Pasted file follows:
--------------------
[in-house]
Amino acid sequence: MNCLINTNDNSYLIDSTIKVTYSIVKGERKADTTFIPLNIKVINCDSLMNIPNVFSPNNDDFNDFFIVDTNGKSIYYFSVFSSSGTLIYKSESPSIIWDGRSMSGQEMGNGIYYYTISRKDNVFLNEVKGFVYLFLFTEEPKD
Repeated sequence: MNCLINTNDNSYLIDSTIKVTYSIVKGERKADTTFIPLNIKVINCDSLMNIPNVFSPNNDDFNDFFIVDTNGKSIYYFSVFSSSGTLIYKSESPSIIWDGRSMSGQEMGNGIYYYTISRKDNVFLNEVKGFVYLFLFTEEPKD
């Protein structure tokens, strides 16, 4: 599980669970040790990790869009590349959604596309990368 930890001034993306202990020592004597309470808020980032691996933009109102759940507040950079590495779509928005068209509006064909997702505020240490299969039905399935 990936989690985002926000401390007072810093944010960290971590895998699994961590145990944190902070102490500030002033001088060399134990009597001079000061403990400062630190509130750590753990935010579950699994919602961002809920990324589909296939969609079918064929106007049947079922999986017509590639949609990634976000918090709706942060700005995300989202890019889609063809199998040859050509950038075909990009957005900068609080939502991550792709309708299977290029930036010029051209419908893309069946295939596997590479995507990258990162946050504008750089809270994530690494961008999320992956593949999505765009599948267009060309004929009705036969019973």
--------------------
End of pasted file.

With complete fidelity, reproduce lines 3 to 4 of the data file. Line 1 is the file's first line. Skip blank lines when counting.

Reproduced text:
Repeated sequence: MNCLINTNDNSYLIDSTIKVTYSIVKGERKADTTFIPLNIKVINCDSLMNIPNVFSPNNDDFNDFFIVDTNGKSIYYFSVFSSSGTLIYKSESPSIIWDGRSMSGQEMGNGIYYYTISRKDNVFLNEVKGFVYLFLFTEEPKD
């Protein structure tokens, strides 16, 4: 599980669970040790990790869009590349959604596309990368 930890001034993306202990020592004597309470808020980032691996933009109102759940507040950079590495779509928005068209509006064909997702505020240490299969039905399935 990936989690985002926000401390007072810093944010960290971590895998699994961590145990944190902070102490500030002033001088060399134990009597001079000061403990400062630190509130750590753990935010579950699994919602961002809920990324589909296939969609079918064929106007049947079922999986017509590639949609990634976000918090709706942060700005995300989202890019889609063809199998040859050509950038075909990009957005900068609080939502991550792709309708299977290029930036010029051209419908893309069946295939596997590479995507990258990162946050504008750089809270994530690494961008999320992956593949999505765009599948267009060309004929009705036969019973």